Temporal range: Early Jurassic, 189 Ma
Kayentavenator (meaning "Kayenta hunter") is a small carnivorous dinosaur genus which lived during the Early Jurassic Period; fossils were recovered from the Kayenta Formation of northeastern Arizona and were described in 2010.
The holotype specimen of K. elysiae is a juvenile, as shown by unfused neural spines and would have stood about 0.5 metres (1.6 ft) high at the hip. The adult size of Kayentavenator is unknown. The inclusion of a pubic fenestra is one of the characteristics that Gay uses to set Kayentavenator apart from the contemporaneous, and better known Dilophosaurus. As Dilophosaurus lacks a pubic fenestra as a subadult or an adult, it is unlikely that it had one during any stage of ontogeny. Apomorphies include an ellipsoid acetabulum, the greater trochanter and the head of the femur having been fused, a mediodistal crest that extends 50% of the length of the femur, as well as a prominent accessory condyle on the medial femoral condyle, a groove in dorsal surface of the femoral head that extends out from the centerline of the body, and highly constricted ("waisted") caudal vertebra centra.
The only known fossils of Kayentavenator were excavated by the University of California Museum of Paleontology from the Navajo Reservation in Arizona. It was described in 2010 based on a partial fossil skeleton, consisting of part of the pelvis, partial hindlimbs, and vertebrae.
|Cladogram of Theropods (Gay 2010)|
Timothy Rowe originally assigned the holotype specimen of Kayentavenator to the coelophysoid Syntarsus kayentakatae. It is unlikely that Kayentavenator is actually cogeneric with Megapnosaurus due to the number of tetanuran characters that Kayentavenator possesses and M. kayentakatae lacks, such as the pubic fenestra and a sharp ridge on the medial side of the tibia. A cladistic analysis of the remains showed Kayentavenator to lie outside of Coelophysidae, and was closer to Allosaurus. This would make Kayentavenator the oldest known tetanuran from North America. The fragmentary remains of Kayentavenator make this open to further interpretation.
The only known specimen of Kayentavenator, UCMP V128659, was recovered from the Silty Facies Member of the Kayenta Formation, in northeastern Arizona. A definitive radiometric dating of this formation has not yet been made, and the available stratigraphic correlation has been based on a combination of radiometric dates from vertebrate fossils, magnetostratigraphy and pollen evidence. It has been surmised that the Kayenta Formation was deposited during the Sinemurian and Pliensbachian stages of the Early Jurassic Period or approximately 199 to 182 million years ago. The Kayenta Formation is part of the Glen Canyon Group that includes formations not only in northern Arizona but also parts of southeastern Utah, western Colorado, and northwestern New Mexico. The formation was primarily deposited by rivers. During the Early Jurassic period, the land that is now the Kayenta Formation experienced rainy summers and dry winters. By the Middle Jurassic period it was being encroached upon from the north by a sandy dune field that would become the Navajo Sandstone. The animals were adapted to a seasonal climate and abundant water could be found in streams, ponds and lakes.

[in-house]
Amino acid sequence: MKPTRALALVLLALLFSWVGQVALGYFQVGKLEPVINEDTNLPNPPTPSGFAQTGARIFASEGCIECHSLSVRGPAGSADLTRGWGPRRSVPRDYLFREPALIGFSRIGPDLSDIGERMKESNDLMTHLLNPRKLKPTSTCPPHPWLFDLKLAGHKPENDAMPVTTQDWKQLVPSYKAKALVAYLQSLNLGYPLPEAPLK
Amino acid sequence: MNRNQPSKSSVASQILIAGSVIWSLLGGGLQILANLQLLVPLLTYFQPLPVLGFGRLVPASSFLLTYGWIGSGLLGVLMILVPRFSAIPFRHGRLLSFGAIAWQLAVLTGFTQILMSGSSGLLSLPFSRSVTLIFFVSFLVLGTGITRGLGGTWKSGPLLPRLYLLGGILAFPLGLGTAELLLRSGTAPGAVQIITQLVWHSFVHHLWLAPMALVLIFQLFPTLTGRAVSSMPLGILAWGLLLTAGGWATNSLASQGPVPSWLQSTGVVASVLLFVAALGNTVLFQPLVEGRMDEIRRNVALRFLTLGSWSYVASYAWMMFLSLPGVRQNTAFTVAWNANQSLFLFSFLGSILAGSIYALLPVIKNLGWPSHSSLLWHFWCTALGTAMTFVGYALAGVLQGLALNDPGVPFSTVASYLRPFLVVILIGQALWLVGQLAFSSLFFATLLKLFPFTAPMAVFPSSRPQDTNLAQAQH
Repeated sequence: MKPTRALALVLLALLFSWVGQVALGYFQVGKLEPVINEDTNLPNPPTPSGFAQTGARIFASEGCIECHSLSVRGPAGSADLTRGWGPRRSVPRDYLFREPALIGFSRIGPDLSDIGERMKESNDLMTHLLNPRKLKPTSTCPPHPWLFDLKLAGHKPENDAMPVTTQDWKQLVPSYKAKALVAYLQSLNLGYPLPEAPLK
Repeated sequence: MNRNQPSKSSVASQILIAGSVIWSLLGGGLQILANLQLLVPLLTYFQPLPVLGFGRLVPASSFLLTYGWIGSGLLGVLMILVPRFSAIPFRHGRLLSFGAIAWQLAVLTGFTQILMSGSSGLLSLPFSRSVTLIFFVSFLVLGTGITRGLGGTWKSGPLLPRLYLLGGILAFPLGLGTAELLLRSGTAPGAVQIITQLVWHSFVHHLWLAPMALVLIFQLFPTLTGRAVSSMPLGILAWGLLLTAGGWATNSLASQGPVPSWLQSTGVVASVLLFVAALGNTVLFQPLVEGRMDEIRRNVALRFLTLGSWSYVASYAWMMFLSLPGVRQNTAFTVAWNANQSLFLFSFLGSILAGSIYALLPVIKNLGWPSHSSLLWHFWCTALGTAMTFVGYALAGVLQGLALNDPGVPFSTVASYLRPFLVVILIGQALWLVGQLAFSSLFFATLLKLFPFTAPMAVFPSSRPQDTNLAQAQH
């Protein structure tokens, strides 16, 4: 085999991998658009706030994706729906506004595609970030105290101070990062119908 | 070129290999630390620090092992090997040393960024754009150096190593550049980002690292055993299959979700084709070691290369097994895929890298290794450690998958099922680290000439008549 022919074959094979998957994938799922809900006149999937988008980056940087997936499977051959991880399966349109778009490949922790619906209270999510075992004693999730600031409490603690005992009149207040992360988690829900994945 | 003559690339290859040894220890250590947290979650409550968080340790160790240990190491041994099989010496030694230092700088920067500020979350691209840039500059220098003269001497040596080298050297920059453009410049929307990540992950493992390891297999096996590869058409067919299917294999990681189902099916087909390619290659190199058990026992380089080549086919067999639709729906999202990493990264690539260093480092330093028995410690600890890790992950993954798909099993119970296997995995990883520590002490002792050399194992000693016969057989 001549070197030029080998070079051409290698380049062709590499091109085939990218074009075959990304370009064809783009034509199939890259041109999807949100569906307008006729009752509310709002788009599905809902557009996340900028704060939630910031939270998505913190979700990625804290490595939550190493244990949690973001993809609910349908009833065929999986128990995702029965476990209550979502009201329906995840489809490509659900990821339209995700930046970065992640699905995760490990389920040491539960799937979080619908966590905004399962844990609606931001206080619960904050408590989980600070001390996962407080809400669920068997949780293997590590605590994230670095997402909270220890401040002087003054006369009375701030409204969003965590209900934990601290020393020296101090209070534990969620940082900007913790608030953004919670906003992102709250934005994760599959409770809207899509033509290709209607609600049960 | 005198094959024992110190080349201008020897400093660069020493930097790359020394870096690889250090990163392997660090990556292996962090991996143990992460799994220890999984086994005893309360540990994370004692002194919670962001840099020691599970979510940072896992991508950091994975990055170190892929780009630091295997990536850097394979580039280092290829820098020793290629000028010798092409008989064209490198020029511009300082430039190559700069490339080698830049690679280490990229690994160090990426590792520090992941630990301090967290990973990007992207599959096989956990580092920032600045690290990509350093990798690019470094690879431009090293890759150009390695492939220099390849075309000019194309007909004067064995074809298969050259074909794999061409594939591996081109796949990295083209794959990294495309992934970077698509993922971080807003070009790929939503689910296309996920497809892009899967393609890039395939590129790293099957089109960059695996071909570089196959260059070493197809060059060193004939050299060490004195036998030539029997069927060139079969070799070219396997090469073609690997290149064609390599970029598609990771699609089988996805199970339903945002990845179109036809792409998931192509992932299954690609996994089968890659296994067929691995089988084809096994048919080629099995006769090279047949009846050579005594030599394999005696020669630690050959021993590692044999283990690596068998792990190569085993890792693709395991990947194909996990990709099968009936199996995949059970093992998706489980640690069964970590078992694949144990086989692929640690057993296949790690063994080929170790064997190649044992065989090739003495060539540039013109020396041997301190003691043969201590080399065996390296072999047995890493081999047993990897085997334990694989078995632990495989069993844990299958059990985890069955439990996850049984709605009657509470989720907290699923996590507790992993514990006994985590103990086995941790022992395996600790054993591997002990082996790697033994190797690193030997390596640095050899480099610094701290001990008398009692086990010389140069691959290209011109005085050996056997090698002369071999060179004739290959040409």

Kayentavenator shared its paleoenvironment with other dinosaurs, such as several theropods including Dilophosaurus, Megapnosaurus kayentakatae, the "Shake N Bake" theropod, the basal sauropodomorph Sarahsaurus,heterodontosaurids, and the armored dinosaurs Scelidosaurus and Scutellosaurus. The Kayenta Formation has produced that remains of three coelophysoid taxa of different body size,which represents the most diverse ceratosaur fauna yet known. The Kayenta Formation has yielded a small but growing assemblage of organisms. Vertebrates present in the Kayenta Formation at the time of Kayentavenator included hybodont sharks, bony fish known as osteichthyes, lungfish, salamanders, the frog Prosalirus, the caecilian Eocaecilia, the turtle Kayentachelys, a sphenodontian reptile, various lizards. Also present were, the synapsids Dinnebiton, Kayentatherium, and Oligokyphus., several early crocodylomorphs including Calsoyasuchus, Eopneumatosuchus, Kayentasuchus, and Protosuchus, and the pterosaur Rhamphinion. The possible presence of the early true mammal Dinnetherium, and a haramyid mammal has also been proposed, based on fossil finds.
Vertebrate trace fossils from this area included coprolites and the tracks of therapsids, lizard-like animals, and dinosaurs, which provided evidence that these animals were also present. Non-vertebrates in this ecosystem included microbial or "algal" limestone, freshwater bivalves, freshwater mussels and snails, and ostracods. The plant life known from this area included trees that became preserved as petrified wood.
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